“For example, there is economic uncertainty in the UK related to Brexit, so companies are hesitant to take on permanent staff. Deploying an interim in a challenging market carries less risk, for example, in terms of redundancy costs. And they’re usually robust — having been involved in many different scenarios — so their experience is valuable. But it means that, if you want to be an interim, it’s critical that you can have robust conversations in potentially volatile situations and can convince people to make directional changes.”

His advice for getting work initially is to network extensively and build a profile by posting articles and other useful information on LinkedIn.

Shankar, who also speaks French, recommended knowing a second language, especially as some continental European countries have a lack of consultant talent. He said that, when you start out, you likely will have to travel — so be prepared to be away from family. That can be a strain. As your reputation grows, you can pick and choose more jobs and avoid travelling so much.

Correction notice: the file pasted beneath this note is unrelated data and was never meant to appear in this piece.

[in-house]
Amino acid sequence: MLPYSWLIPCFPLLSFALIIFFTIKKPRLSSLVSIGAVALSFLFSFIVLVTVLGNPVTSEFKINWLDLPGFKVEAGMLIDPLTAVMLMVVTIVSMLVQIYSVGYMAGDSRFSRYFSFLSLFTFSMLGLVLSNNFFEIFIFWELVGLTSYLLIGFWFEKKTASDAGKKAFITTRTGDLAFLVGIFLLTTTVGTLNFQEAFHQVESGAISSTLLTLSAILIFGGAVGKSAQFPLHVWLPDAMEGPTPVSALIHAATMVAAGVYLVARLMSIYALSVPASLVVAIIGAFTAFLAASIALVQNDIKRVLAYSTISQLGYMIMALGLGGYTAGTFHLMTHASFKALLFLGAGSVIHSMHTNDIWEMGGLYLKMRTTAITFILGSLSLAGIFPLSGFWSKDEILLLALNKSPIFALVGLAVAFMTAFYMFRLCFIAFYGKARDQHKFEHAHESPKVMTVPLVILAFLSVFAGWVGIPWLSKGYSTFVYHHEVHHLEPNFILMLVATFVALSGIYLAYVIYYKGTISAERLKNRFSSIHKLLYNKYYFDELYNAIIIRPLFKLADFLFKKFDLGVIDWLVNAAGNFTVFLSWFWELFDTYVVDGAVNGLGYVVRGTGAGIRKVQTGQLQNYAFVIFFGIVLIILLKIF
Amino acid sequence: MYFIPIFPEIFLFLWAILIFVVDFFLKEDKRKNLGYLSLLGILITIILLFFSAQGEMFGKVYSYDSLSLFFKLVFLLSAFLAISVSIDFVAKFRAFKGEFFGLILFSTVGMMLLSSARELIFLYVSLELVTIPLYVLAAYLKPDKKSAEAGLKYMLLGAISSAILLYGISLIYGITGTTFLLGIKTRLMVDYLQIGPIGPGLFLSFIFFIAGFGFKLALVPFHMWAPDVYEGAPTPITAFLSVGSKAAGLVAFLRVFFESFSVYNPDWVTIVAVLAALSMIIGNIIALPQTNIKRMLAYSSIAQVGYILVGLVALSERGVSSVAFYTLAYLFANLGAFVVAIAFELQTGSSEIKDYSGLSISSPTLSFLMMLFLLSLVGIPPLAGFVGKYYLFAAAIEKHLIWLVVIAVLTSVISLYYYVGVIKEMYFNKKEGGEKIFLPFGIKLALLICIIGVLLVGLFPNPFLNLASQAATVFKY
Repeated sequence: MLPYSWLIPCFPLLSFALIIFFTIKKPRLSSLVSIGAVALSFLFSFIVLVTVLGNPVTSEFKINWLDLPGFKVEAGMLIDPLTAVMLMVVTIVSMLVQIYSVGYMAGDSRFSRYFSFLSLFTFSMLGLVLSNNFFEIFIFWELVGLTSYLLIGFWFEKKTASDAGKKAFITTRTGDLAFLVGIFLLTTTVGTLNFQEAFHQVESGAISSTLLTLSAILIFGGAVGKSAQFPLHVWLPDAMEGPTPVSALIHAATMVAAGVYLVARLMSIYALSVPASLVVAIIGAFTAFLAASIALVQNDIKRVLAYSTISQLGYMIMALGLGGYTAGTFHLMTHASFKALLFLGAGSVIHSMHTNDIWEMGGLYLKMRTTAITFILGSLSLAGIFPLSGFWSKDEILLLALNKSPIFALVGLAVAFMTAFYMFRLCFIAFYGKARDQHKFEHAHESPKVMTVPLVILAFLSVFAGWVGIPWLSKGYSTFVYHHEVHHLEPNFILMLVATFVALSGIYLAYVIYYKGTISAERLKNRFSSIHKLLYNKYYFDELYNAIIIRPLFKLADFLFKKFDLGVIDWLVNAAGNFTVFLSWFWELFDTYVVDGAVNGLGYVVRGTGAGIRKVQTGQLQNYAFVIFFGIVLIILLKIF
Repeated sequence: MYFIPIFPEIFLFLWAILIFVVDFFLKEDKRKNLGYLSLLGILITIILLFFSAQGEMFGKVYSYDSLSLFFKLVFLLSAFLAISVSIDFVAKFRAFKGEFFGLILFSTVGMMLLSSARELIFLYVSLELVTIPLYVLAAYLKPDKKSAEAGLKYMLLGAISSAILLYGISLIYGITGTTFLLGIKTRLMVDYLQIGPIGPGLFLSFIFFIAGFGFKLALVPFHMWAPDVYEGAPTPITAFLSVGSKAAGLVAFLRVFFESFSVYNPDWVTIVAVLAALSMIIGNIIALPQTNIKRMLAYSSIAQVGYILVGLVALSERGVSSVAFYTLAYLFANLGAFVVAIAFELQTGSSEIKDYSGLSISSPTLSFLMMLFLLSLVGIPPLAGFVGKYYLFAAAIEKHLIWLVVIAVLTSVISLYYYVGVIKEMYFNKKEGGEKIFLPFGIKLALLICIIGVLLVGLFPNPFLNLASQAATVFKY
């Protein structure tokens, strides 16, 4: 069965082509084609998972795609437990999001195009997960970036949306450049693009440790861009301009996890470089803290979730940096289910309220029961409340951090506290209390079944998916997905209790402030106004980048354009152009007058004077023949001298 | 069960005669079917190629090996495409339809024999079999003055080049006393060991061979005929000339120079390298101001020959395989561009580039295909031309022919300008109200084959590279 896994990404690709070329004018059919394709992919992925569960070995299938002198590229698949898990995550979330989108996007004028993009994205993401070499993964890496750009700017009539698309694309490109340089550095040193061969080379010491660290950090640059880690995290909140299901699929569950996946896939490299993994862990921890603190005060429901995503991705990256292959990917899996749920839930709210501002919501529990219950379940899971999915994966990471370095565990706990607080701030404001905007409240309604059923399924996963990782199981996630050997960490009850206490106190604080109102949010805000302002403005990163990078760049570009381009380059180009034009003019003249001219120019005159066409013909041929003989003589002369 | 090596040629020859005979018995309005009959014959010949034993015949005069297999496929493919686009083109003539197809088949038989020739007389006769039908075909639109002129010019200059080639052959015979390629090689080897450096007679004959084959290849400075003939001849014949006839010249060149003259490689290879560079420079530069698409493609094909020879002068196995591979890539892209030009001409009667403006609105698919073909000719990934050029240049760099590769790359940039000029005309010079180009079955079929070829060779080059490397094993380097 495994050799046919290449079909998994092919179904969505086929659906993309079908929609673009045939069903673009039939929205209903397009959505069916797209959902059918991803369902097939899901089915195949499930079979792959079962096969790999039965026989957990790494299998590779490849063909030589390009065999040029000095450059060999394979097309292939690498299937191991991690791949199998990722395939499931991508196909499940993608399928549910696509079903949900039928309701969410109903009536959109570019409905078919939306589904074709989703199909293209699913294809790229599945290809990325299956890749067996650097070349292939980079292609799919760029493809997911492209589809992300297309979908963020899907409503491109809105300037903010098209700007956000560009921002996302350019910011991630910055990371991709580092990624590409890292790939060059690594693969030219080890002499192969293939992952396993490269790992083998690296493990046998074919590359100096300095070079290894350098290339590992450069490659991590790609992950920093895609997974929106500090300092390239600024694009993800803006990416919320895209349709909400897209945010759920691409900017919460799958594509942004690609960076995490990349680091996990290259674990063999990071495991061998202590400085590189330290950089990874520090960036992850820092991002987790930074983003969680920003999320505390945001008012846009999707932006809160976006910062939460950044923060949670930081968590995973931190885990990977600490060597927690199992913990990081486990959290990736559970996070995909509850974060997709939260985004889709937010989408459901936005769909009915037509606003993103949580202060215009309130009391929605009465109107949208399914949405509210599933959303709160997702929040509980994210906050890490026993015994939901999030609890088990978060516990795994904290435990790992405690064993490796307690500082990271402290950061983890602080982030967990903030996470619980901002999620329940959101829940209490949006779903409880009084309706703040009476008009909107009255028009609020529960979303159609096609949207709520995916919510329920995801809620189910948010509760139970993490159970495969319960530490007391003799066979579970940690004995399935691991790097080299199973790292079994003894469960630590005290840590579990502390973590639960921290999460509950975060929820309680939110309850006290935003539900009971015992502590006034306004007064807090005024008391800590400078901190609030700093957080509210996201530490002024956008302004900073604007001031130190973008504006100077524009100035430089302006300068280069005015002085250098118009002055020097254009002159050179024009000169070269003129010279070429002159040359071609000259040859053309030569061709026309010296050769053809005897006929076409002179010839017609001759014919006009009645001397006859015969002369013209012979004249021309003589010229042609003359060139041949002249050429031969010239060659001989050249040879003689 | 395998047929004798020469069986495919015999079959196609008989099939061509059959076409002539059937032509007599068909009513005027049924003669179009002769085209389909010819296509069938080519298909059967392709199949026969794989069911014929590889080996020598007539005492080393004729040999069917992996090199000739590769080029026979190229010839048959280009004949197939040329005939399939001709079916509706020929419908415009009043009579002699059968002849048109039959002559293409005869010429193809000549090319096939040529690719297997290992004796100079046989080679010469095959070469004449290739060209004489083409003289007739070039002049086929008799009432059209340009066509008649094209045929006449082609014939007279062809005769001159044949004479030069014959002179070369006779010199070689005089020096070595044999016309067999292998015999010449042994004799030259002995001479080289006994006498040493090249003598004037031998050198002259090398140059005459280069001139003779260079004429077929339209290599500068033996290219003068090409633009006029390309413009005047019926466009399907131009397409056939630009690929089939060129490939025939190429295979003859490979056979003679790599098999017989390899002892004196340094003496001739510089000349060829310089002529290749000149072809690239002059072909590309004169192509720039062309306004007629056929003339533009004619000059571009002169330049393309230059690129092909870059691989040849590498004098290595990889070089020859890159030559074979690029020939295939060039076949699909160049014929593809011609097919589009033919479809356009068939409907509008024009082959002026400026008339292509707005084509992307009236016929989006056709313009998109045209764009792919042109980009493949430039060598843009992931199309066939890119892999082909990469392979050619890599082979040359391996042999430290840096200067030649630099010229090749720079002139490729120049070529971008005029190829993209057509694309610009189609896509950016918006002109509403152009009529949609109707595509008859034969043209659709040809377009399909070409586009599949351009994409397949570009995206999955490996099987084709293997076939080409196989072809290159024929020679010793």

The need for specialist skills is growing, he said. Business transformation and data analysis are key skills, and finance professionals with experience in both are at a premium.

Shankar said pay rates are good, but it is important to consider that you will have no company pension, insurance, or healthcare.

Being an interim worker can help you avoid difficult ethical situations and keep your reputation intact, he said.

“Sometimes companies pressure people to compromise their integrity, which puts their future at risk,” Shankar said. “But interims can say no and walk away if they feel a line has been crossed.”

Staying on the bright side

UK-based Graham Lyons has been an interim finance leader for five years, focusing on transformation and turnaround — from setting up or reviving a project to enterprise resource planning implementation.

“It’s regular work because most companies are at some stage in a transformation journey,” he said. “I like being able to bring an independent perspective and being judged on clear deliverables such as targets, budgets, and timescales. This means I can provide organisations with verifiable value for money.”